Keep your writing conversational to improve engagement. Your readers want to feel like you’re talking to them, not at them. After all, if they wanted to read content that sounded robotic, they'd plug a prompt into ChatGPT and wait for it to spit out an answer.
Some effective tips for creating conversation include:
3 - Experiment with Formats
Don't be afraid to experiment with different formats. After all, variety is the spice of life. Your readers are less likely to get bored if they experience your content in a variety of ways.
Some types of content to consider include:
By mixing up your formats, you can keep your content fresh and exciting for your readers. Experimenting with formats can also help you determine what resonates best with your audience and adjust your content strategy accordingly.
Bore-Proof Your Content with The Write Reflection
Creating engaging content isn’t for the faint of heart. It’s certainly not for people in a hurry. A strong content marketing strategy requires effort and creativity (and a lot of patience).
Storytelling, creating conflict and urgency, and experimenting with content types bore-proofs your content and keeps readers coming back for more.
If you’re struggling to provide content of value to your target audience, reach out to The Write Reflection today to schedule a no-obligation consultation.
Is it possible to write a book in one weekend? Sure, it is. Just ask children’s author Ammaar Reshi (although he probably wishes you wouldn’t).
Reshi, a design manager at Brex, used popular artificial intelligence (AI) tools ChatGPT and Midjourney to create and publish a story called “Alice and Sparkle,” over a weekend. Reshi claims the book is the first of its kind because it was co-created with AI. He gives his writing and illustration partner full credit in the book synopsis.
But wait…it gets weirder.
The book is about a young girl named Alice who creates her own AI named Sparkle. In the book, they go on fun adventures, combining their knowledge to change the world for the better (or so the synopsis promises). Customer reviews give it a 3.1 out of 5 stars on Amazon.
Some reviewers took pot-shots at the fact Reshi relied too heavily on AI to write the book. However, a few others said they were less bothered by the AI involvement and more concerned with the complete lack of storytelling throughout the book.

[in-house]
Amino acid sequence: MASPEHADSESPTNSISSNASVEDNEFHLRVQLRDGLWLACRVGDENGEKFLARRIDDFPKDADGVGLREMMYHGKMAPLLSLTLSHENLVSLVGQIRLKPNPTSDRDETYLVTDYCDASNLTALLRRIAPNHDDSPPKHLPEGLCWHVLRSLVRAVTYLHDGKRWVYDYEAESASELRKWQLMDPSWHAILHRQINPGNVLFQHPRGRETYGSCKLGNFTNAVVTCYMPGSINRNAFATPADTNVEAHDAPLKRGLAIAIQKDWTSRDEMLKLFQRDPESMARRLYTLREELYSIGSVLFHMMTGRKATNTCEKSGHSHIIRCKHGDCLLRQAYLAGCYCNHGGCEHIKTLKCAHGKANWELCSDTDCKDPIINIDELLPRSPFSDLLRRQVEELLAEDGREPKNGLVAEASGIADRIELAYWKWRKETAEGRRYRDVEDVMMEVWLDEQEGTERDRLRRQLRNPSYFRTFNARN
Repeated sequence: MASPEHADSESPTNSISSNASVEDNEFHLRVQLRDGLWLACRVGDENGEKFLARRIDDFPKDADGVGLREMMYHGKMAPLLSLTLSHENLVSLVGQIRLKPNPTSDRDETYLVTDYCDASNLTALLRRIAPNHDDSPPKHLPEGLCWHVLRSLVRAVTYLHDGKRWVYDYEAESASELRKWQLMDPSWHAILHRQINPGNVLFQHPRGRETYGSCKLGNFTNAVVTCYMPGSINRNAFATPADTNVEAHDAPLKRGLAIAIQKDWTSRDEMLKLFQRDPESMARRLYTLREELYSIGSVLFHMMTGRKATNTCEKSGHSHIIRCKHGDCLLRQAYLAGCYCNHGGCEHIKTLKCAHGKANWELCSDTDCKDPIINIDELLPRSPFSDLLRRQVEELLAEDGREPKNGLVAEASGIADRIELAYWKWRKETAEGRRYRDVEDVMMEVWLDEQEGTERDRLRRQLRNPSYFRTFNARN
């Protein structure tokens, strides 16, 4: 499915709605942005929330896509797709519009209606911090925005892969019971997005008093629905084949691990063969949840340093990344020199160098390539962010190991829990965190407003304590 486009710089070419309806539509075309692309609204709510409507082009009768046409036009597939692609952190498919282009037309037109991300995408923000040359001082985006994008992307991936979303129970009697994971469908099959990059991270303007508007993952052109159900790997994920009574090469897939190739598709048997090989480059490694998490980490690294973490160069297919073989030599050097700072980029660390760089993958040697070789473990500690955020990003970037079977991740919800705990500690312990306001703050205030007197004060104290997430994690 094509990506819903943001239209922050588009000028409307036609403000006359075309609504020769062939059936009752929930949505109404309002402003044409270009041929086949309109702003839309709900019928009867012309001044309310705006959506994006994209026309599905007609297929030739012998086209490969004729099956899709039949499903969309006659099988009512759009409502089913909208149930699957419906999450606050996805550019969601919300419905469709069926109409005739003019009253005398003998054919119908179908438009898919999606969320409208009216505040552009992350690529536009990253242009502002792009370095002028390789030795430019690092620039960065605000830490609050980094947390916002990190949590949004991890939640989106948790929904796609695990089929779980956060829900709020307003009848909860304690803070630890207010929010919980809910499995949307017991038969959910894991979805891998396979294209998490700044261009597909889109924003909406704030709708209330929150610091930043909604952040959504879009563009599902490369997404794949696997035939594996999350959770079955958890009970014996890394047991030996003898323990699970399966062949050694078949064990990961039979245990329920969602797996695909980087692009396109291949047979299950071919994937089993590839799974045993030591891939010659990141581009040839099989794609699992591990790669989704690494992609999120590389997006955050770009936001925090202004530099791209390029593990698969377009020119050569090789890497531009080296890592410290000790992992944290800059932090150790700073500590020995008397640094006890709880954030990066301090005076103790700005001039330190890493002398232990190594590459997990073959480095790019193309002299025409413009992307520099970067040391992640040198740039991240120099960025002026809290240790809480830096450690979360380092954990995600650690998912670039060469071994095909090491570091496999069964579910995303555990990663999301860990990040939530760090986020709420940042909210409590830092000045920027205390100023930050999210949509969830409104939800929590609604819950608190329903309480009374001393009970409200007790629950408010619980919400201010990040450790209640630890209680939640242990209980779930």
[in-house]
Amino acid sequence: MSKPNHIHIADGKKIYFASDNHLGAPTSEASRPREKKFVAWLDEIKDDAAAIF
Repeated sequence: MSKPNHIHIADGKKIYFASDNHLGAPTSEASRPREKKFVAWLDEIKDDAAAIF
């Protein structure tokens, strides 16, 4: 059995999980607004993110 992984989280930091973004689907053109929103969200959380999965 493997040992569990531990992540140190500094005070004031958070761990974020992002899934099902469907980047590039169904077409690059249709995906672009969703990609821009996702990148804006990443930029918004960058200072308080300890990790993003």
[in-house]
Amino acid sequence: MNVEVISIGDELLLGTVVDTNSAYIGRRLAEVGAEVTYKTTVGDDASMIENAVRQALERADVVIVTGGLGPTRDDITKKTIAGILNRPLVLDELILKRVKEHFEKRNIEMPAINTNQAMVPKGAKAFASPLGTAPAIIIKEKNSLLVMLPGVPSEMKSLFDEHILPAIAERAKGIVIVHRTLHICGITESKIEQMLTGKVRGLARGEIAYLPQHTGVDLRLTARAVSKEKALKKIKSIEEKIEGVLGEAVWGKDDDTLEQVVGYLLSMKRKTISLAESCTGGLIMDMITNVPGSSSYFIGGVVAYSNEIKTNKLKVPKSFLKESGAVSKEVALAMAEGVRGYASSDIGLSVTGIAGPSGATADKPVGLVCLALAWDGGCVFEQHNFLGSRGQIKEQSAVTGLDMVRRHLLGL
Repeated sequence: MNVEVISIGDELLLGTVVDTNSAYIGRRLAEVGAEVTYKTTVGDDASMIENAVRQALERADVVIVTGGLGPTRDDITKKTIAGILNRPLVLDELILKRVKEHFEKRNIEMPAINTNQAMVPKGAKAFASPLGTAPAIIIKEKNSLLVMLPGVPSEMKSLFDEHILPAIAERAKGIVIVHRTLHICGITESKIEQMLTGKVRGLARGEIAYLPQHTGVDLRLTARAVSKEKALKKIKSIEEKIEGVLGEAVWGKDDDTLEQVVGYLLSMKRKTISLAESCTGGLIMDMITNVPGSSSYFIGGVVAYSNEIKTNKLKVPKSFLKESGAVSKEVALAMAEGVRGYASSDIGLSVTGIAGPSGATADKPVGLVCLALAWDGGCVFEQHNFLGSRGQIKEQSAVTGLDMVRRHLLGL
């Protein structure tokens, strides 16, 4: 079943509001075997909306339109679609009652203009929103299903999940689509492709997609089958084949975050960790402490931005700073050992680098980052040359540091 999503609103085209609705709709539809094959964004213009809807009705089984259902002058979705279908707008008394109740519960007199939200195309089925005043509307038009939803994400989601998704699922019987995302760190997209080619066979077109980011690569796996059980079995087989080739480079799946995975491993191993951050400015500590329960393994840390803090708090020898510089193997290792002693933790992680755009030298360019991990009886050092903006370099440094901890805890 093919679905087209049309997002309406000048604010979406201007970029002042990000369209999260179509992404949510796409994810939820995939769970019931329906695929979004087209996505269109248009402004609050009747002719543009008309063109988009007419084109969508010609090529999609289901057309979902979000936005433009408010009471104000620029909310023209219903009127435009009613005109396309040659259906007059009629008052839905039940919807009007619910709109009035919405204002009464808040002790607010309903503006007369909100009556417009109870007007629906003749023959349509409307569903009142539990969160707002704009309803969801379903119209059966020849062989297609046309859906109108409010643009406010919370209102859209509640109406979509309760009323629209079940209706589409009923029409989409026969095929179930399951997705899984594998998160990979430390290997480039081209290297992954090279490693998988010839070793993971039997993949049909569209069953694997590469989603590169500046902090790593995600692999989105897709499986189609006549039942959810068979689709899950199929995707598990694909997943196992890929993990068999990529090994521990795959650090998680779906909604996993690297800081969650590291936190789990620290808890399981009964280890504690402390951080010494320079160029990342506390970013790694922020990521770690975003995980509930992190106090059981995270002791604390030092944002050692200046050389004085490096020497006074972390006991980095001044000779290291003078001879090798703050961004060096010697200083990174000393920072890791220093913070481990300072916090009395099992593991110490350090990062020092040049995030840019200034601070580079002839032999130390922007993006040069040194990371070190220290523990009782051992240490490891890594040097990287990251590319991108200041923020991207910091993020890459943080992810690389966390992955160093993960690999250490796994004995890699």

“I’ve seen some amazing stuff that was made using A.I. tools such as Midjourney and ChatGPT,” said a reviewer with the handle Hamsteroid. “This is not that.” Hamsteroid goes on to say the book lacks an arc in the storytelling and just abruptly ends.
Fellow reviewer Langue Master said, “This is what happens when AI is used to write a story with no human writer behind to guide things. This story is quite empty in terms of its story arc and content and the illustrations are poorly made/generated.”
Besides the possibility of garnering blistering reviews for AI-generated content, there are other reasons why you probably shouldn’t rely on it to write that dystopian novel you’ve had brewing in your brain for the last decade.
Before you make nice with ChatGPT or another AI tool, take some time to discover:
What the heck is an AI content generator?
Technophobes (and those living under rocks) may have zero clue what AI content generators are all about. For the uninitiated, AI content generators are technology programmed to use Natural Language Generation (NLG) to turn thoughts into words on a page.
Since AI can’t think like humans, engineers train them to learn how to engage in human-like conversations. They rely on vast amounts of information gleaned from the internet – articles, blogs, news stories, Reddit threads – to respond to prompts.
One of the most talked about technologies in this space is ChatGPT. It’s dominated the news cycle since the beginning of the year.
However, AI content generators existed long before ChatGPT hit the scene. Some of the most popular technologies for creating written content include Jasper AI and AI Writer. DALL-E and Midjourney currently covet the top spots for AI image creation.
How is AI disrupting the publishing industry?